Russia Says It Has Prepared A Response To Additional Sanctions By US And EU While Japan Too Imposed New Sanctions Against It

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  • Russia Putin 28April2014
    Russian President Vladimir Putin chairs a meeting during his visit to Petrozavodsk in Russia's Republic of Karelia, April 28, 2014.
  • Donetsk, Ukraine
    A pro-Russian protester walks in front of riot police during a pro-Ukraine rally in the eastern city of Donetsk on April 28, 2014.
  • Clashes in Donetsk
    Pro-Russian (R) and pro-Ukrainian supporters clash during a pro-Ukrainian rally in Donetsk, eastern Ukraine on April 28, 2014.
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The Japanese government followed the lead of the U.S. and the European Union, or EU, Tuesday by imposing additional sanctions against Russia even as Moscow stated that it has prepared a response to the sanctions and is working on implementing them soon.

Japan, in a step toward fulfilling a G-7 agreement, has imposed sanctions against 23 Russian officials and individuals for their role in fomenting unrest in eastern Ukraine, ITAR-TASS, a Russian news agency reported, while Sergei Ryabkov, Russia's deputy foreign minister, reportedly said that Moscow is prepared to respond to Western sanctions with a range of measures that will soon be implemented by the Russian government.

“We do not just have it: something has come into force, something will be introduced in the short term. The issue is about what kind of a symmetrical response it will be and what will be included,” Ryabkov said, Ria Novosti, a Russian news agency, reported citing a local news website.

The EU imposed fresh sanctions Monday, which include travel bans and asset freezes, against 15 individuals, taking the total number of people on its black list to 48. The EU's actions followed sanctions imposed by the U.S., which targeted seven Russians and 17 companies closely linked to Russian President Vladimir Putin.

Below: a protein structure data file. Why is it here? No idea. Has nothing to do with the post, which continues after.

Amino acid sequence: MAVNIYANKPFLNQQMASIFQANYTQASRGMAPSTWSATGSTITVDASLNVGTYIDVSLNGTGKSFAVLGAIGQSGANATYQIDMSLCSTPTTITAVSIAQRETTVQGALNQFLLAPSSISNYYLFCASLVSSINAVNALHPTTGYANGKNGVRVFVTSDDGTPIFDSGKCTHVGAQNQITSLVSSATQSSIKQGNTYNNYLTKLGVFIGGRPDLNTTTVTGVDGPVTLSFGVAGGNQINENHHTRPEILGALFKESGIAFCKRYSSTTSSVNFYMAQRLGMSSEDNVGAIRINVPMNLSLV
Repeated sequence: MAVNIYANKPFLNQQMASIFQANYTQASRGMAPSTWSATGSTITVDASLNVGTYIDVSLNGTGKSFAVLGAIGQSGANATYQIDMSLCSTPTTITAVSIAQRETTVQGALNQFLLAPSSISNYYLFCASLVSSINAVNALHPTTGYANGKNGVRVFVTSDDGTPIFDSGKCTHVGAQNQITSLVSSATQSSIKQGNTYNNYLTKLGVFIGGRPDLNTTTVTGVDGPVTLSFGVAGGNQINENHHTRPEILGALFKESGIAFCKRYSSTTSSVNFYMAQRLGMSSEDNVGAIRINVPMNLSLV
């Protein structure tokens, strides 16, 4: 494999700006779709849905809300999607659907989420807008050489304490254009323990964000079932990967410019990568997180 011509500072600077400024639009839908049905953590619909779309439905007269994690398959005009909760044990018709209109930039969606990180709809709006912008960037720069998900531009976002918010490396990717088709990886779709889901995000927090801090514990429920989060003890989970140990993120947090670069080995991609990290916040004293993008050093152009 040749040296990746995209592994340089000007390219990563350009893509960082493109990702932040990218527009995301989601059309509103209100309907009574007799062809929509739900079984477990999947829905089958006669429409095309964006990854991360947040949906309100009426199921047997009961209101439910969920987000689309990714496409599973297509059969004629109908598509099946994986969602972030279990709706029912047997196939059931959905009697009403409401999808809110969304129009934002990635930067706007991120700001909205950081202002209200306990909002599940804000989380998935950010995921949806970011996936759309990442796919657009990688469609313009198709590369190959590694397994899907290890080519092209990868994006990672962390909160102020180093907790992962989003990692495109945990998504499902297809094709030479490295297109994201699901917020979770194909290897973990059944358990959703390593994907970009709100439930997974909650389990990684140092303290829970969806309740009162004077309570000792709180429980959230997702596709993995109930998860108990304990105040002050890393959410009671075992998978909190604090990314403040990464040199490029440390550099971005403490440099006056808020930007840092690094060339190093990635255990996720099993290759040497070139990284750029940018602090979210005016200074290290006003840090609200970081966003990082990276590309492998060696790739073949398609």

The White House also said Monday that the U.S. would deny export licenses to high-technology items that could enhance Russian military capabilities, evoking a sharp reaction from Ryabkov who said: “This is a revival of a system created in 1949 when Western countries essentially lowered an 'Iron Curtain', cutting off supplies of hi-tech goods to the USSR and other countries,” according to BBC.

Russia's foreign ministry also reacted strongly to the latest round of sanctions and said, in a statement, that the EU was “doing Washington's bidding with new unfriendly gestures towards Russia.”

“If that is how someone in Brussels is hoping to stabilize the situation in Ukraine, then it is a clear indication of a complete lack of understanding of the interior political situation in the country... Are you not ashamed?”

Although Russian officials have repeatedly said that their country does not wish to invade Ukraine, the U.S., EU and Ukraine have said that some of the anti-government protesters in eastern Ukraine belong to Russian special forces.

The situation in the country took a turn for the worse after reports emerged that Gennady A. Kernes, the Jewish mayor of the eastern city of Kharkiv, was shot Monday and was in critical condition. On Tuesday, reports said that he had undergone a successful medical procedure in Israel. Meanwhile, pro-Russian separatists also reportedly detained a team of European military observers as “prisoners of war” but released one of them Sunday due to medical reasons.

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